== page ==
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Ethics is central to good leadership, says Cambridgeshire headteacher

The Cam Academy Trust CEO Stephen Munday
The Cam Academy Trust CEO Stephen Munday

We can all recite some horror stories of bad management – no matter what career path you have chosen. But what makes a good leader? STEPHEN MUNDAY of The Cam Academy Trust has a few ideas.

We all know, and we are all certainly told, that leadership of organisations matters. Football clubs clearly seem to have a remarkable belief in this. If things briefly go wrong for a football club, then the perceived wisdom is seen to be immediately to remove the leader (manager) and replace that person with someone else. Everything will then rapidly go well instead of going badly. Well, that seems to be the theory.

‘Football manager’ syndrome seems to be moving into many areas of life, including at least somewhat, it seems, the educational world. ‘We are only as good as our last set of results’ are words that may have come from the lips of more than just one school leader.

Regardless of what we think about these developments (and we might well have views about the importance of developing structures, teams and cultures that do not necessarily get created within 24 hours of a new person joining an organisation), it is certainly a really important question to ask as to what makes good leadership in any area or any organisation. So, reflecting on what makes good leadership in education and schools is well worth doing.

There will be plenty of suggestions about what is needed in any effective leadership, including in the sphere of education. I want to suggest two things that seem utterly fundamental. The first is the ‘vision thing’. Without vision, there is not really leadership. Without some clear sense of what is the real purpose of what we are doing and what we are aiming for, then we have no sense of why and where we are going. We have no leadership.

Coupled with this must be an ability to work with people and take people with you. Some might say this is ‘management’, but, in truth, vision on its own without being able to engage others in the purpose and direction will achieve very little.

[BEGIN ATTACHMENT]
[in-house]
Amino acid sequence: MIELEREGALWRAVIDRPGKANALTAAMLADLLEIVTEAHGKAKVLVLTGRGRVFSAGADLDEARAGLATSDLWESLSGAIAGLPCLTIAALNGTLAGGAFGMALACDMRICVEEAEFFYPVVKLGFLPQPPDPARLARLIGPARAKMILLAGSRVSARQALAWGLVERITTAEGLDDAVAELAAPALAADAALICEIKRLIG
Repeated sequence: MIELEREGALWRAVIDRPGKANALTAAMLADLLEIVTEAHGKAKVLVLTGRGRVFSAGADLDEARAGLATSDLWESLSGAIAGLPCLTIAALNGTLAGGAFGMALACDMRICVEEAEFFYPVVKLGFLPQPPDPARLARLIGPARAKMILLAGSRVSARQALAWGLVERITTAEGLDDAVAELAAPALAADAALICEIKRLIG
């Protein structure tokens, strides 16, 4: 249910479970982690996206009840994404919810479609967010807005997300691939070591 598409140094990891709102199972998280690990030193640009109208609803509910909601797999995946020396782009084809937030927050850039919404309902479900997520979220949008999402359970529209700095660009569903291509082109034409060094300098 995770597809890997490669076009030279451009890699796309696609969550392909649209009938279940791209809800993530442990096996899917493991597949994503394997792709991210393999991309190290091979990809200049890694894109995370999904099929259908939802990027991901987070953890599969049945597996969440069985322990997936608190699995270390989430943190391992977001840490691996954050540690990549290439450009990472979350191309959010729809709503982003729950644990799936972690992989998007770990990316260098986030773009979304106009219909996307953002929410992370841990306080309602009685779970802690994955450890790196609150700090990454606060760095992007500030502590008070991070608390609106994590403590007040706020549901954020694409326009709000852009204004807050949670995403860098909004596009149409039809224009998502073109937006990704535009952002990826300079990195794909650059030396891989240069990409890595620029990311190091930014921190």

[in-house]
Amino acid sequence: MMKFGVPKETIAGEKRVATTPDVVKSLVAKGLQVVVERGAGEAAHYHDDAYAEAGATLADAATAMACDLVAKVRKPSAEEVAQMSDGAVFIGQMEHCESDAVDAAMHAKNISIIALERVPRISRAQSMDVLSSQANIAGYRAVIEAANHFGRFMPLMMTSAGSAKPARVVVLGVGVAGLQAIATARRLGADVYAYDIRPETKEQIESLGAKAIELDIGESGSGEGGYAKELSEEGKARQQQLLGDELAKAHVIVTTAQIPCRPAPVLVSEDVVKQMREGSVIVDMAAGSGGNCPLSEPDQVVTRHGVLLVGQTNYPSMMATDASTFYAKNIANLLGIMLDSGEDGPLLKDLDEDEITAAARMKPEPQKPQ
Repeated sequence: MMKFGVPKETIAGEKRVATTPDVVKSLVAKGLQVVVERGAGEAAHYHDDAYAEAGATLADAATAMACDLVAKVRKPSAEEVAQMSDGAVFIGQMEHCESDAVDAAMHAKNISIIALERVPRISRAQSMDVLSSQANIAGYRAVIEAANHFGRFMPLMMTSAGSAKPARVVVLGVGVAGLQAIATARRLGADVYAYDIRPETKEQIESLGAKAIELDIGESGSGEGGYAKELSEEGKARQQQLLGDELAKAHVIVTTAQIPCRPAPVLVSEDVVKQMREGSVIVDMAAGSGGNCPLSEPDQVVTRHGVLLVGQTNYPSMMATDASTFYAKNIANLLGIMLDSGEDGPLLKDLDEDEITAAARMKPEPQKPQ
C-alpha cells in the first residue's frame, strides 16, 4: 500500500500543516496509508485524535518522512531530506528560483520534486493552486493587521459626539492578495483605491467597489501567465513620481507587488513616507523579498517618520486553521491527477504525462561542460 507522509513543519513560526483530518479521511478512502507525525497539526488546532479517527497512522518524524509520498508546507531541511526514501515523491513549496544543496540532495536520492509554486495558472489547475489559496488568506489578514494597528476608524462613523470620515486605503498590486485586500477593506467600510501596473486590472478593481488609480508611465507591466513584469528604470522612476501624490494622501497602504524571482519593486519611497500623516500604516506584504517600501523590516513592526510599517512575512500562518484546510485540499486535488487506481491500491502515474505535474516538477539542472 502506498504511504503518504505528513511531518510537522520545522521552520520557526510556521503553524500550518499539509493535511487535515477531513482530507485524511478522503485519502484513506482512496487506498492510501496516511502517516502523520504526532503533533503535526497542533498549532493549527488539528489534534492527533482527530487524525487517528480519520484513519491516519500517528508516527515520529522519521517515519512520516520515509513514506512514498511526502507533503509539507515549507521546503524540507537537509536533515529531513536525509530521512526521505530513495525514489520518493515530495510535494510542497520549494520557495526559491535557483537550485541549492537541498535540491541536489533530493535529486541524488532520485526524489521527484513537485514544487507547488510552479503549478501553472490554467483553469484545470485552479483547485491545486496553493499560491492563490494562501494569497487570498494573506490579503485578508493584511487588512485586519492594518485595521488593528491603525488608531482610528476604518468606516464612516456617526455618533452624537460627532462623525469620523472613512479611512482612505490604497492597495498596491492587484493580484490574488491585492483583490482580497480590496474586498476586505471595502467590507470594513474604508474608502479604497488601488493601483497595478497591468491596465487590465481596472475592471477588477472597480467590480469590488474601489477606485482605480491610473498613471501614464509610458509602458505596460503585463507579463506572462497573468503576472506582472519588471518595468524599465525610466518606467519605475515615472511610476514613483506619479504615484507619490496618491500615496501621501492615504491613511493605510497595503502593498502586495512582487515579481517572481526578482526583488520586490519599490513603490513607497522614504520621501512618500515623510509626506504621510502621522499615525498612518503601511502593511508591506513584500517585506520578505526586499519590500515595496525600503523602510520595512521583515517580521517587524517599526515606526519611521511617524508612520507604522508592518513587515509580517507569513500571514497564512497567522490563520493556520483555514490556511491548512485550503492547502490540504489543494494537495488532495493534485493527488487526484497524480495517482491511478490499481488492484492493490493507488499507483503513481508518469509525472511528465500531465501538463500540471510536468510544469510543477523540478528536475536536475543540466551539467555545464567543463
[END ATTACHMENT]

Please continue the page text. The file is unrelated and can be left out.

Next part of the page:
If these two things are fundamental requirements, then we might also ask what leaders in education need to be like. What attributes and characteristics do they need? There will be plenty of suggestions here I am sure: ‘knowledgeable’, ‘resilient’, ‘determined’ and many more.

At a school leaders’ conference earlier in the autumn, I listened to a very striking talk by the deputy commissioner of the London Fire Brigade on the topic of ‘leadership’.

He had taken operational responsibility for the efforts of the fire brigade at the Grenfell Tower disaster as well as at several of the recent London terrorist incidents. His previous career was in the Army. He spoke of his judgment of the most important attributes in a leader. We probably all thought he would be bound to suggest ‘tough’, ‘resilient’, ‘brave’ and other such things that we would all feel were crucial in such circumstances.

His suggestion was rather different. At the absolute top of leadership characteristics were ‘kindness’, ‘forgiveness’ and ‘humility’. His view was that without these attributes, true leadership, especially in deeply challenging circumstances, could not properly be exercised. These are profound thoughts. If true for the London Fire Brigade, then for sure they must be true in educational leadership.

Growing numbers of school leadership organisations and associations have recently embarked on a further aspect of school leadership that some of us now feel absolutely must be emphasised and prioritised: ethical leadership. One might hope that if anywhere would display ethical leadership, it would be in the education sector.

Many of us might claim that a clear moral purpose lay at the heart of what we seek to do in education. And yet the education sector seems to have its fair share of concerning (sometimes terrible) leadership stories that we encounter in other walks of life. Have we missed something utterly fundamental here?

Sadly, we might well have done so. When school organisations are given powers to make decisions and decide upon the use of resources (as, at least in theory, much education policy suggests is the direction of travel), it matters more than ever that school leaders behave ethically and take that extremely seriously. A proper clarification of the ethical principles under which every one of us needs to operate would probably serve all of us, and certainly the education sector, well.

Ultimately, true leadership is ethical leadership.

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